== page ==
Monday, November 4, 2013

Want to know more about... Keller and Zwickel Biers?

Kellerbire "Ungespundetes" at Braurei Spezial
in Bamberg, Germany.

"What did you just call me!? I do believe this guy insulted me in German!!"

No, no, no. Or should I say, "nein, nein, nein." Kellerbier and Zwickelbier are two German beer styles. The short description is both Kellerbier and Zwickelbier are unfiltered beers from Germany each having an ale and lager variation.

Keller (cellar in German) and Zwickelbier are frailly old styles as they have been around since the middle ages. These beers are rarely found outside of Germany, apart from the craft breweries creating their own interpretations of them. Samuel Adams Alpine Spring, for example, is a readily available (during the spring season) variation.

An authentic Kellerbier has very little effervescence due to the way it is matured (see links below), lots of hop and complex yeasty flavors, and a smooth finish that balances malt and hops nicely. Zwickelbiers are similar in many characteristics to Kellerbier but differ in a few qualities. Zwickelbiers are highly effervescent with a nice, thick head of foam, less bitterness and hop character (therefore, less of a shelf-life), and is overall less aggressive than Kellerbire.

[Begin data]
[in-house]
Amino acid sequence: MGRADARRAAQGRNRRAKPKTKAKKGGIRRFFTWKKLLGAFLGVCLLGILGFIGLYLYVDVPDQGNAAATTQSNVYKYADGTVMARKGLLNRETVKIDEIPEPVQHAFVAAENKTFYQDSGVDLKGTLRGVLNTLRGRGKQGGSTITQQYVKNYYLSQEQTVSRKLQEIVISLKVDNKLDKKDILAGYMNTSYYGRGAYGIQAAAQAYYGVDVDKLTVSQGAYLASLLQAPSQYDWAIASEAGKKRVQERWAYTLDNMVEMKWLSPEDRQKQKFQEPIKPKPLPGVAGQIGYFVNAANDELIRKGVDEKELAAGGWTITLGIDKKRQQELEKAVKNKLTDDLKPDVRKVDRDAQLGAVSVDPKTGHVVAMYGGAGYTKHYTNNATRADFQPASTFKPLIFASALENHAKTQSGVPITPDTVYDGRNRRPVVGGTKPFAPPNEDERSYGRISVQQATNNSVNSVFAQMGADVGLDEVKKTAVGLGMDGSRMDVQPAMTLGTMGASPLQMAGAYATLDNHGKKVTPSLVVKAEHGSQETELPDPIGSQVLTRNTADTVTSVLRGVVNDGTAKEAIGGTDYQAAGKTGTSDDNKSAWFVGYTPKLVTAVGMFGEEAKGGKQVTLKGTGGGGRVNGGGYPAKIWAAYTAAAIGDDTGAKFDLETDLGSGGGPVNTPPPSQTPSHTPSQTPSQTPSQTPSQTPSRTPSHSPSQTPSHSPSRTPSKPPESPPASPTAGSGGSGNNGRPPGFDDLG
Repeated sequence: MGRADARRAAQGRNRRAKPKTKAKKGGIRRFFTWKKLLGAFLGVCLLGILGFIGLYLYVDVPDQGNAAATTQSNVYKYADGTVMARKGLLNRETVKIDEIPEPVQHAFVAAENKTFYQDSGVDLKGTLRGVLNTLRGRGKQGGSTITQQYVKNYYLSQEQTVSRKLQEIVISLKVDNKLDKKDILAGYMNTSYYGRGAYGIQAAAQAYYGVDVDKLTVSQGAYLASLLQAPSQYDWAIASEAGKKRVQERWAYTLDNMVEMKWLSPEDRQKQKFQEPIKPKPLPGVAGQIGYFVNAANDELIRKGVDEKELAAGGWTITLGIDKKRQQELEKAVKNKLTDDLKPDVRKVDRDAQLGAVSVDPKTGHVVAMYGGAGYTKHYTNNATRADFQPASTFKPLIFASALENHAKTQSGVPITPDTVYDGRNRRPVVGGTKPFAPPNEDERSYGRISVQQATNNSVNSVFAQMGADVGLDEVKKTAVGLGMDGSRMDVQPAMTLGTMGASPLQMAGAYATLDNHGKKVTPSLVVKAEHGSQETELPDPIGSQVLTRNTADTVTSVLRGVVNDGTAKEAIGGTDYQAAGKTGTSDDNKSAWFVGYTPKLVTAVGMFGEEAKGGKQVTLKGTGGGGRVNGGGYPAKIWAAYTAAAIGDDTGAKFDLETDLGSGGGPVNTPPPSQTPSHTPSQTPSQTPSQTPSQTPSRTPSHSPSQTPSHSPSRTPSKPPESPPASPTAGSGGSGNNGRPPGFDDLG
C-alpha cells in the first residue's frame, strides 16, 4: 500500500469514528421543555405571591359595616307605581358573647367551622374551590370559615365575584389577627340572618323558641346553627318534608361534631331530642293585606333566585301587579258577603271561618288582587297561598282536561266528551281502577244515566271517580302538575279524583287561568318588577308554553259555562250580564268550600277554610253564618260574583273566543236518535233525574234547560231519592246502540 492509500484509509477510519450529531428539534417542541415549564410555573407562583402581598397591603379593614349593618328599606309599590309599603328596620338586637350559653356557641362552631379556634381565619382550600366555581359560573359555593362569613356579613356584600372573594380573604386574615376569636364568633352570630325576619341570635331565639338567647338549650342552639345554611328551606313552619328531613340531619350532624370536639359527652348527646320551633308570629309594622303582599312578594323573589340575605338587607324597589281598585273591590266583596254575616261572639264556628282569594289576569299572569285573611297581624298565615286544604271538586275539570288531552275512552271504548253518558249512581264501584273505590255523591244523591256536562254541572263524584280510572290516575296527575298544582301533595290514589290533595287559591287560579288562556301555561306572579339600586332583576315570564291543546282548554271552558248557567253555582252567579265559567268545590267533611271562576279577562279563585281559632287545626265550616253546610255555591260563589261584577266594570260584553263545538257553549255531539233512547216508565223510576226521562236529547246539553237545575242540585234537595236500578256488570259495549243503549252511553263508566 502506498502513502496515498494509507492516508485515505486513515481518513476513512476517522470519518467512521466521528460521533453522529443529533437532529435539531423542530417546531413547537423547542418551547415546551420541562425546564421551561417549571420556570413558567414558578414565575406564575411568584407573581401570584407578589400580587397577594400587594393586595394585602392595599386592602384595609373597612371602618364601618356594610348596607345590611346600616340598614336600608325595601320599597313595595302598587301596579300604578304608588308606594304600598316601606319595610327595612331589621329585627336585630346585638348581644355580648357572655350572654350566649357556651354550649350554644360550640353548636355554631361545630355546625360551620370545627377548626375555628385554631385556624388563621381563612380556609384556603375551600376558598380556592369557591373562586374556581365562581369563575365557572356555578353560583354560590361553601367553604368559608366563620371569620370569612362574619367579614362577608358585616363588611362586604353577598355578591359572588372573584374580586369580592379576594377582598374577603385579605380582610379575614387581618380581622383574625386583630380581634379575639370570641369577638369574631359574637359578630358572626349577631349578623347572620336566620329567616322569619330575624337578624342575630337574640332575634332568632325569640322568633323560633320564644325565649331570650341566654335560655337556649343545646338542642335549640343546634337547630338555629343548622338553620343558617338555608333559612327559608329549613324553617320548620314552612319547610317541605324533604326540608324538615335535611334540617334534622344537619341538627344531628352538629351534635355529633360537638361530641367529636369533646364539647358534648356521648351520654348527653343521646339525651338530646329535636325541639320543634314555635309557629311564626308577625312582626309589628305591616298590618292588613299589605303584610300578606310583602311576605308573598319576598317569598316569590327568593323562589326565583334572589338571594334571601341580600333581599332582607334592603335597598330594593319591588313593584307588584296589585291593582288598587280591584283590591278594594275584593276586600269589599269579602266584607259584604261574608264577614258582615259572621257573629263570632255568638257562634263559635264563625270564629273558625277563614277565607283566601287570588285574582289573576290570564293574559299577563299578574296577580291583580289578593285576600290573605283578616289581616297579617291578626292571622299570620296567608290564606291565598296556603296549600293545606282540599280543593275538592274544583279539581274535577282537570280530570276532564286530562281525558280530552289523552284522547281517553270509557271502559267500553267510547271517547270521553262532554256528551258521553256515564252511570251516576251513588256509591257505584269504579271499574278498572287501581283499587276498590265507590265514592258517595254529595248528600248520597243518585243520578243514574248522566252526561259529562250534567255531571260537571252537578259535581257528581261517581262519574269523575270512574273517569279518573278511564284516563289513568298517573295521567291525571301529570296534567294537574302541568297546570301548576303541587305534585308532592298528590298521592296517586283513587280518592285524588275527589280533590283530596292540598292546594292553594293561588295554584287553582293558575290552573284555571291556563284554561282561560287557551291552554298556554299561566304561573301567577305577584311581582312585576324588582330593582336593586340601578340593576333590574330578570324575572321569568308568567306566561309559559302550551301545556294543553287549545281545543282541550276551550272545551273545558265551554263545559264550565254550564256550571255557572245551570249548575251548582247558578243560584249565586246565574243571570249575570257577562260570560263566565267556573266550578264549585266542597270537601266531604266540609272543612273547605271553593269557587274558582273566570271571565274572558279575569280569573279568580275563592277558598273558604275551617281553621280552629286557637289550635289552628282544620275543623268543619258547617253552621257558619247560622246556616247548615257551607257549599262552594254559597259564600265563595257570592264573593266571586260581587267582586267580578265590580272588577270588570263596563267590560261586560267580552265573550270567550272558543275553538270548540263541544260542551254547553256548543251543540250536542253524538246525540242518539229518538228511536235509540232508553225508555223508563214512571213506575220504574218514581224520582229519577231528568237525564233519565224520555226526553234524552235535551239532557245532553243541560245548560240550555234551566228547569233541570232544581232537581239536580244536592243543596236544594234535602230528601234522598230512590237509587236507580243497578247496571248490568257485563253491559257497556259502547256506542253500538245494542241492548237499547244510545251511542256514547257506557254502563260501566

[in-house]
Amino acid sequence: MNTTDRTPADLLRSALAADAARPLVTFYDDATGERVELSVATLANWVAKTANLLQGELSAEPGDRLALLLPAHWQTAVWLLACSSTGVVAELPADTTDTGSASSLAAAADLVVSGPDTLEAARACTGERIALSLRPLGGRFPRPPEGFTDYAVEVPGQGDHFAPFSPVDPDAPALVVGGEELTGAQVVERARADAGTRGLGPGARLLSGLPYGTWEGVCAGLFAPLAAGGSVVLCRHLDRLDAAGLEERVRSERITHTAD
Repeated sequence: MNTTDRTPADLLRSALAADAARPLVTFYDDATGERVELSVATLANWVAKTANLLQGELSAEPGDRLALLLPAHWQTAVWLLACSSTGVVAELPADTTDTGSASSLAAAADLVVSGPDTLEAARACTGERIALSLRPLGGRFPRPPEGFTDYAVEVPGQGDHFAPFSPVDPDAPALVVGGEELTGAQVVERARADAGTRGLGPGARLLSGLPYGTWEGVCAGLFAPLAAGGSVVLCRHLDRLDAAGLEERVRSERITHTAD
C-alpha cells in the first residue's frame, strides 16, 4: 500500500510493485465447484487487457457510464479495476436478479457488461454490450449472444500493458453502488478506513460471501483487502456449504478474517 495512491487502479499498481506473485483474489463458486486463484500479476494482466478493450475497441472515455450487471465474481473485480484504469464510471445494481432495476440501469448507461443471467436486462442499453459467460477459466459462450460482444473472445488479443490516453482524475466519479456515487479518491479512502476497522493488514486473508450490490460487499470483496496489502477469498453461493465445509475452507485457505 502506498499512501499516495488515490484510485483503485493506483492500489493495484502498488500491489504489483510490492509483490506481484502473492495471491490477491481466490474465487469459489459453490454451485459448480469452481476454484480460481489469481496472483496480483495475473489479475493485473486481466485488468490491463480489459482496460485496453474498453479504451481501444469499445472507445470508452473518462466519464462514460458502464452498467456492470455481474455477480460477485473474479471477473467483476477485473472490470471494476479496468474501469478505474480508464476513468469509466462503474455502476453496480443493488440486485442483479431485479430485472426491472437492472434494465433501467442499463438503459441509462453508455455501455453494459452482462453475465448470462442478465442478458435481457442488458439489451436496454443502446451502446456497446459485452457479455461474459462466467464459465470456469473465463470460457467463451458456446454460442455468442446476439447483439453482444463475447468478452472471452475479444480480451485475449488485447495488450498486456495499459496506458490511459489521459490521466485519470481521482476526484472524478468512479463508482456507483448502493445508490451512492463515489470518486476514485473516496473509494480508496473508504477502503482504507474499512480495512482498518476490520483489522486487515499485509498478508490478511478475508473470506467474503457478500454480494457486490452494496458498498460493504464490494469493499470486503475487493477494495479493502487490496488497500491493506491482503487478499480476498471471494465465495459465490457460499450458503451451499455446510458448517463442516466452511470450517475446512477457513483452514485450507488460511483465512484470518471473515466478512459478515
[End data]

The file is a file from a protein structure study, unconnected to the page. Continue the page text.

According to the Brewers Association Style Guidelines, Kellerbier and Zwickelbier have both an Ale and Lager version. This basically depends on what is the base-beer that is unfiltered and will usually depend on what area of Germany you are in. For example in Köln, the unfiltered Kölsch Bier (an Ale) will be offered as a Keller or Zwickel, while in Munich an unfiltered Helles Bier (a Lager) will take the stage as either one of the two. These are just two examples as just about any beer can be served in the Keller or Zwickel style, depending on the pub you happen to be at.

For more information, visit the provided links below that can further explain some of the points mentioned above.

These beers are quite interesting and were one of my many pleasant beer-drinking surprises for the duration of my recent stay in Germany. I highly recommend you keep an eye open for and give these a try in the rare occasions they are available in the U.S.


Gilbert “Charlie” Perez, Certified Cicerone®

Helpful and resource links from German Beer Institute (Click on the style)

Zoiglbier (A Keller sub-style)